million fine, the largest monetary penalty in U.S. history to a shipping
company for criminal violation of environmental laws.
Monitor Photo/Pearl Cantrell
2008 Auxiliarist of the Year award winners are Jon Radon (left), Royce
Bill Fackler (center), Chuck Abbott and Harry Kaufman.
KISD cancels board vote
By Barbara Gartman
Monitor Staff Writer
KEMP–After certifying the candidates as unopposed, Kemp Independent
School District board of trustees canceled its May 9 school board
election March 24.
“No one showed up as a candidate under the timelines or guidelines as a
candidate,” Superintendent Dr. Peter Running said.
Incumbents Keith Foisey, Place 3, and Scott Clearman, Place 4, were
certified as unopposed and will serve another three-year term.
In other business, trustees:
• heard grief counselors were standing by to counsel students, following
the March 25 fatal accident of Kemp graduate Nick Lane (see obituary
information, page 11A).
• heard a report on the progress of the new high school construction
from Ed Nelson with Baird Construction and Todd Bennett from Fromberg
The building is almost closed up, and a small amount of roofing is left,
Nelson said, adding the construction was making “good progress.”
However, the building is still slightly behind schedule. The tentative
completion date is Aug. 1.
• approved a construction payment of $1,681,387.50 as certified by
auditors and architects.
• agreed to apply for a waiver for low attendance days, such as a bad
“That day can be taken off the (school) calendar, so it doesn’t count
off the attendance for the school year,” Running said.
• agreed to extend the bank depository contract for an additional two
This year the district was required to go out for bids, but the rules
The change allows a two-year extension until Sept. 30, 2011, Running
• authorized the superintendent to spend up to $765,000 for furniture
and equipment for the new high school.
The order was to be placed by Friday to insure timely delivery, Running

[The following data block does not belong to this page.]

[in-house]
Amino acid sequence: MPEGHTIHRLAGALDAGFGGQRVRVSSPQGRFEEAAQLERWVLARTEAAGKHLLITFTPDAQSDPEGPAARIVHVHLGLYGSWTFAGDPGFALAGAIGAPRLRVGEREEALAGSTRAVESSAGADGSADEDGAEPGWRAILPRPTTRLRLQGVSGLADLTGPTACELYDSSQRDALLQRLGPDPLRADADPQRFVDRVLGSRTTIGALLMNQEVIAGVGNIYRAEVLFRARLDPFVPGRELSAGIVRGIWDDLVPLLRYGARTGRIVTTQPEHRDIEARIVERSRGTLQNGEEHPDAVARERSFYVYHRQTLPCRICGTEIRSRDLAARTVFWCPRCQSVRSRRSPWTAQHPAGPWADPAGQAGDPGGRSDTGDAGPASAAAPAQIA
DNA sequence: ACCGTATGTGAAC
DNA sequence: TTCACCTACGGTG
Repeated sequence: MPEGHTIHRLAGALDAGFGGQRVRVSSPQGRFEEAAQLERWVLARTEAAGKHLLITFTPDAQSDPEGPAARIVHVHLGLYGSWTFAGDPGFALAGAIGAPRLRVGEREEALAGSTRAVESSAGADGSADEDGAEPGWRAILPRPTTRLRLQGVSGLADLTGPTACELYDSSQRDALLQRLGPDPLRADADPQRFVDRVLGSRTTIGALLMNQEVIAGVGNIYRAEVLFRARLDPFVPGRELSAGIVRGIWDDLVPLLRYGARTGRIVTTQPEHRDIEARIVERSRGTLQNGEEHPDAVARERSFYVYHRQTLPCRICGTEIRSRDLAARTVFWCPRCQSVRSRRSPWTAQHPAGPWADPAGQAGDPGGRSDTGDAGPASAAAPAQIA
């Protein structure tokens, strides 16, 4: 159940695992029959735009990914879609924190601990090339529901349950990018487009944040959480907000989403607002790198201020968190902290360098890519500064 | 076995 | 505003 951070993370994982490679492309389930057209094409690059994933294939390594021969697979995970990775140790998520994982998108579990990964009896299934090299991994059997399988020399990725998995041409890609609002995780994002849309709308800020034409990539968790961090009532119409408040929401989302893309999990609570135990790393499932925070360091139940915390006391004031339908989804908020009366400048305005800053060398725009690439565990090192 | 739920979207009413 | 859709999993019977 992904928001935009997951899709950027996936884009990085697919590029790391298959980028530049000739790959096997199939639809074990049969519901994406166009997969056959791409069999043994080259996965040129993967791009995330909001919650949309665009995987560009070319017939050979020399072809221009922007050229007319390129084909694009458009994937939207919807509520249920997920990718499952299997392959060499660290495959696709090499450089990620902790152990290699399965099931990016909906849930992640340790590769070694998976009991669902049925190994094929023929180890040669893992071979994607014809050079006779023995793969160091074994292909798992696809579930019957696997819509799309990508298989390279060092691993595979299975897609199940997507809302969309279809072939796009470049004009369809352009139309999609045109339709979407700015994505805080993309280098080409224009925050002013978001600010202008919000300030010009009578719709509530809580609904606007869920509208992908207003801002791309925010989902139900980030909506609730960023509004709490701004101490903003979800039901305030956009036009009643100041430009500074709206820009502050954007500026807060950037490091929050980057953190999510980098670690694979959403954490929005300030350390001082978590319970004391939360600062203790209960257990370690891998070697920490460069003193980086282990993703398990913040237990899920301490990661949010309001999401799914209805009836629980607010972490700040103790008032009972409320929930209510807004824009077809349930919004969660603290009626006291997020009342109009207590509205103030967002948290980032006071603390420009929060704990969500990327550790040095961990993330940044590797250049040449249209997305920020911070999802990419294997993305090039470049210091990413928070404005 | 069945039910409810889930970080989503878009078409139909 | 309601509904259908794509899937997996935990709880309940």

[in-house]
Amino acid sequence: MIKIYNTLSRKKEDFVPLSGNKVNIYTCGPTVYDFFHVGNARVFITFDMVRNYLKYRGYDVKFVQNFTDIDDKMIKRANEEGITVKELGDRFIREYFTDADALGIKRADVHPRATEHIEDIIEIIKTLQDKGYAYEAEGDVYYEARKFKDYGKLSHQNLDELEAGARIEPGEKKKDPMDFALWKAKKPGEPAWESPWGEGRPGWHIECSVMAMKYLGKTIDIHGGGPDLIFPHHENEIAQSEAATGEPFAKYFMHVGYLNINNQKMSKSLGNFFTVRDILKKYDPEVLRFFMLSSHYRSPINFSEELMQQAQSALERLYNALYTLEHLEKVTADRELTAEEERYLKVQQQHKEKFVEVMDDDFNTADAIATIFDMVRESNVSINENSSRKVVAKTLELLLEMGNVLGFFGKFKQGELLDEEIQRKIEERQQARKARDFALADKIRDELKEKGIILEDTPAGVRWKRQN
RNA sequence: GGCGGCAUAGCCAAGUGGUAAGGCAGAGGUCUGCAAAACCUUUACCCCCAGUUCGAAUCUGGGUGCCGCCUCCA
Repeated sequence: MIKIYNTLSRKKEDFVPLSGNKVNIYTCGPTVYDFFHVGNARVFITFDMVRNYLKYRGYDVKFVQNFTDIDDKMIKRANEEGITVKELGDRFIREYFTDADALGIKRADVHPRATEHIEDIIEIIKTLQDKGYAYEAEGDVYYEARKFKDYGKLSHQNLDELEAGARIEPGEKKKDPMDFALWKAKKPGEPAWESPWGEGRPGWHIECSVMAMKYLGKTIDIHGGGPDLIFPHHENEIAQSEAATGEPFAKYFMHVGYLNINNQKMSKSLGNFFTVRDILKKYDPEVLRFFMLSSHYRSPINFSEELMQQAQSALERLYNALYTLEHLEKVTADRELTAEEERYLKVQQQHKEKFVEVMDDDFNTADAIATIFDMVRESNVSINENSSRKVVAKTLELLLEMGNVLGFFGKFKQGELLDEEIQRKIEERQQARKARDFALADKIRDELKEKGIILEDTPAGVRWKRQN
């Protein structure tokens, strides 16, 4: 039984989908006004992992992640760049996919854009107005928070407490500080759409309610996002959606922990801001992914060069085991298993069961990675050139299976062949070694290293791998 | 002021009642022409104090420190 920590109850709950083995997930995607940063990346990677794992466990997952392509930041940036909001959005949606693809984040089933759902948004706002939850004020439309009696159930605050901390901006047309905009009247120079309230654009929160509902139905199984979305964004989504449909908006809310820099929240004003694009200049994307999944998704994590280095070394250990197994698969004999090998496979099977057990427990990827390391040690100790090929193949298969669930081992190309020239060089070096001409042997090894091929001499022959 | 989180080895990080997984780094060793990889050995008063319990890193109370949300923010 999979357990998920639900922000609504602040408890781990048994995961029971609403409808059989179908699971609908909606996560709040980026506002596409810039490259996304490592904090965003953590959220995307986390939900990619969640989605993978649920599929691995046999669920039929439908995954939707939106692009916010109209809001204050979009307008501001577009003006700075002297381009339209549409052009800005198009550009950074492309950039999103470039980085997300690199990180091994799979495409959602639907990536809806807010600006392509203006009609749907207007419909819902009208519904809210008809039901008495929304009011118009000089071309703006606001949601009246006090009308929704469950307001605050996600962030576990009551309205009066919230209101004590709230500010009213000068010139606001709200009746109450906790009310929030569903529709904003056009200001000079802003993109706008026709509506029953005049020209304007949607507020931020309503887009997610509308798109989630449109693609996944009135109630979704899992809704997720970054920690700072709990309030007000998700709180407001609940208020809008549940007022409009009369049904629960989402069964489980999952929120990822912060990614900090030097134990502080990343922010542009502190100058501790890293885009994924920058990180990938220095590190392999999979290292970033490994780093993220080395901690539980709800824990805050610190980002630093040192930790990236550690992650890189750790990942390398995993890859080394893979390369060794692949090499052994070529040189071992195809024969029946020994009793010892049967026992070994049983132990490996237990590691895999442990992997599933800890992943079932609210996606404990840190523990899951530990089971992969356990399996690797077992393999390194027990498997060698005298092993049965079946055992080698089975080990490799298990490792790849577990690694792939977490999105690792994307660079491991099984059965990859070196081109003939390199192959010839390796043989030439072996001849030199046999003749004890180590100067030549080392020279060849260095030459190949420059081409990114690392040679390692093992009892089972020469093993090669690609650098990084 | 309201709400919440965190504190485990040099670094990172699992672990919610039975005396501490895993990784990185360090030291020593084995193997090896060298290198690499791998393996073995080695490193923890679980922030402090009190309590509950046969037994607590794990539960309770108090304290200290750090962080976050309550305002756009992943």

• discussed other possible costs, including $50,000 to $100,000 for a
security system and $15,000 for a scoreboard. Trustee Scott Clearman
suggested asking district librarians what materials should be ordered
for the libraries.
• agreed to continue the “no charge policy” for students transferring
into the district.
• heard the water line to the new high school is 100 percent complete.
Also, the land where the portables were sitting has been cleaned up. The
land smoothed out and grass seeding is set to begin, Running said.
• heard financial and tax reports as presented by business manager Kim
Kemp ISD tax collections were at 80 percent as of Feb. 28. Trustees were
not happy with the tax collection statement.
For March, collections improved to 82 percent, slightly higher than
through March of last year.
Trustees agreed to invite the Kaufman County Tax Collector to a board
meeting to discuss the matter.
Funds sought for therapeutic
Special to The Monitor
SCURRY–The Prospect Mountain Therapeutic Riding Center is asking for
monetary donations to assist it in getting a special saddle, designed
especially for those with varying degrees of physical disabilities.
Prospect Mountain CEO Teri Lisenby reports she has finally gotten the
chance to buy the Independence Saddle, made by Independent Strides of
Grand Haven, Mich.
The Independence Saddle allows a person with severe physical challenges